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Tomboy : the surprising history and future of girls who dare to be different

by Davis, Lisa, 1972-

Format: Print Book 2020
Availability: Available at 8 Libraries 8 of 8 copies
Available (8)
Location Collection Call #
Brentwood Library Nonfiction 305.4 Davis
Location  Brentwood Library
Collection  Nonfiction
Call Number  305.4 Davis
CLP - East Liberty New Books HQ798.D36 2020
Location  CLP - East Liberty
Collection  New Books
Call Number  HQ798.D36 2020
CLP - Lawrenceville Non-Fiction Collection HQ798.D36 2020
Location  CLP - Lawrenceville
Collection  Non-Fiction Collection
Call Number  HQ798.D36 2020
CLP - Main Library Mezzanine - Non-fiction HQ798.D36 2020
Location  CLP - Main Library
Collection  Mezzanine - Non-fiction
Call Number  HQ798.D36 2020
CLP - Squirrel Hill Non-Fiction Collection HQ798.D36 2020
Location  CLP - Squirrel Hill
Collection  Non-Fiction Collection
Call Number  HQ798.D36 2020
Northland Public Library Nonfiction 305.409 D29
Location  Northland Public Library
Collection  Nonfiction
Call Number  305.409 D29
Western Allegheny Community Library Non-Fiction 305.409 DAV
Location  Western Allegheny Community Library
Collection  Non-Fiction
Call Number  305.409 DAV
Whitehall Public Library Nonfiction Collection NF 305.4 D294t
Location  Whitehall Public Library
Collection  Nonfiction Collection
Call Number  NF 305.4 D294t

Based on the author's viral New York Times op-ed, this heartfelt book is a celebration and exploration of the tomboy phenomenon and the future of girlhood.

We are in the middle of a cultural revolution, where the spectrum of gender and sexual identities is seemingly unlimited. So when author and journalist Lisa Selin Davis's six-year-old daughter first called herself a "tomboy," Davis was hesitant. Her child favored sweatpants and T-shirts over anything pink or princess-themed, just like the sporty, skinned-kneed girls Davis had played with as a kid. But "tomboy" seemed like an outdated word--why use a word with "boy" in it for such girls at all?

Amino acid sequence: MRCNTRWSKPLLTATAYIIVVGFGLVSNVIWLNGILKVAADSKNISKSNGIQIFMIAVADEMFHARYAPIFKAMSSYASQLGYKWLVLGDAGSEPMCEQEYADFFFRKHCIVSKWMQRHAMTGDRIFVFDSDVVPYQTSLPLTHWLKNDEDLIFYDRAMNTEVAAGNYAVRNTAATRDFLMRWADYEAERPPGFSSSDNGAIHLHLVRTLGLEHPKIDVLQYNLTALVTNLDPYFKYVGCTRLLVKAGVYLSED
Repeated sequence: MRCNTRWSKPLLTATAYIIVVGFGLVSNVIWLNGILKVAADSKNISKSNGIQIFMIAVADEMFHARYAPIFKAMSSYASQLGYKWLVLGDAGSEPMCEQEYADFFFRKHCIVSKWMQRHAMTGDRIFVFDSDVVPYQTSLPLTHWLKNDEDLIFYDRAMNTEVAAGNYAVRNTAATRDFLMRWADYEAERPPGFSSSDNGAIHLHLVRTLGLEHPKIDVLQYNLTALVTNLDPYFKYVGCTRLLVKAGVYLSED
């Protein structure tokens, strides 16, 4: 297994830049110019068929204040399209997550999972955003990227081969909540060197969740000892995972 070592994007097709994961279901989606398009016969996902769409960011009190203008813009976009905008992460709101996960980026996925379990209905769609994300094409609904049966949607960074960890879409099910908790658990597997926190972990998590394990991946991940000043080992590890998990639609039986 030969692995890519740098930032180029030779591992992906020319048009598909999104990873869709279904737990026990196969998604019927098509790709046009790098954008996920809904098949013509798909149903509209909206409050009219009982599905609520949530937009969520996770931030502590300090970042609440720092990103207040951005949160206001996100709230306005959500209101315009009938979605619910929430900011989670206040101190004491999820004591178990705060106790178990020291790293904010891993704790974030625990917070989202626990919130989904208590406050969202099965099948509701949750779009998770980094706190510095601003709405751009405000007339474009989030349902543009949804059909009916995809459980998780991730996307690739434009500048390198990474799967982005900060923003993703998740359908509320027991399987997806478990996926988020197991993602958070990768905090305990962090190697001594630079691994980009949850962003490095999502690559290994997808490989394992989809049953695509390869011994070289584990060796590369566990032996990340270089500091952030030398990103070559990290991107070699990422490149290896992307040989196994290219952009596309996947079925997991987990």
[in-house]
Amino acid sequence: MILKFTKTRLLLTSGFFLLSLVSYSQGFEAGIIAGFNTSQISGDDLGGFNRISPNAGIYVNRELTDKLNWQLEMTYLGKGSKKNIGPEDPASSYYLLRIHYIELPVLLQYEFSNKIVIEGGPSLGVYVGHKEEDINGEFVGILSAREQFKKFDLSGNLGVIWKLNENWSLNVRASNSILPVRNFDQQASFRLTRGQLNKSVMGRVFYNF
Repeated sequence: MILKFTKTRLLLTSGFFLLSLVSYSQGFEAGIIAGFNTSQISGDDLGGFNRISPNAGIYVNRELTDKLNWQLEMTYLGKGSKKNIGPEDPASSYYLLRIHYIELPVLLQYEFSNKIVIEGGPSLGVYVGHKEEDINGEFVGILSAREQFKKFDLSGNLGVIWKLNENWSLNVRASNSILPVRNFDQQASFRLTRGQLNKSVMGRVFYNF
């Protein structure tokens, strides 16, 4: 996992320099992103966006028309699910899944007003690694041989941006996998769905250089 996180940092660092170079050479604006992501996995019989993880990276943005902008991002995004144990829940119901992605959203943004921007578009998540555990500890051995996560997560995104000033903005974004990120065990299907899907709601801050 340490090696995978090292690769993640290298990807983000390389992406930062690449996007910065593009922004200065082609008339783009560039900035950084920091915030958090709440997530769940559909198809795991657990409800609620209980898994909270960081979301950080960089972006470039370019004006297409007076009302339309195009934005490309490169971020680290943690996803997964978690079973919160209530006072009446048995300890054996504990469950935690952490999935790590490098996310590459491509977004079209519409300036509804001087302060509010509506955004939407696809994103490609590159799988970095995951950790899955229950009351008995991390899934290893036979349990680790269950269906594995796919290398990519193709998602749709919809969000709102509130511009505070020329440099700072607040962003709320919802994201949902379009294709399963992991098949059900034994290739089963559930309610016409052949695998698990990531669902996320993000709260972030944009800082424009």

So was it outdated? In an era where some are throwing elaborate gender reveal parties and others are embracing they/them pronouns, Davis set out to answer that question, and to find out where tomboys fit into our changing understandings of gender.

In Tomboy, Davis explores the evolution of tomboyism from a Victorian ideal to a twentyfirst century fashion statement, honoring the girls and women--and those who identify otherwise--who stomp all over archaic gender norms. She highlights the forces that have shifted what we think of as masculine and feminine, delving into everything from clothing to psychology, history to neuroscience, and the connection between tomboyism, gender identity, and sexuality. Above all else, Davis's comprehensive deep-dive inspires us to better appreciate those who defy traditional gender boundaries, and the incredible people they become.

Whether you're a grown-up tomboy or raising a gender-rebel of your own, Tomboy is the perfect companion for navigating our cultural shift. It is a celebration of both diversity and those who dare to be different, ultimately revealing how gender nonconformity is a gift.
Published Reviews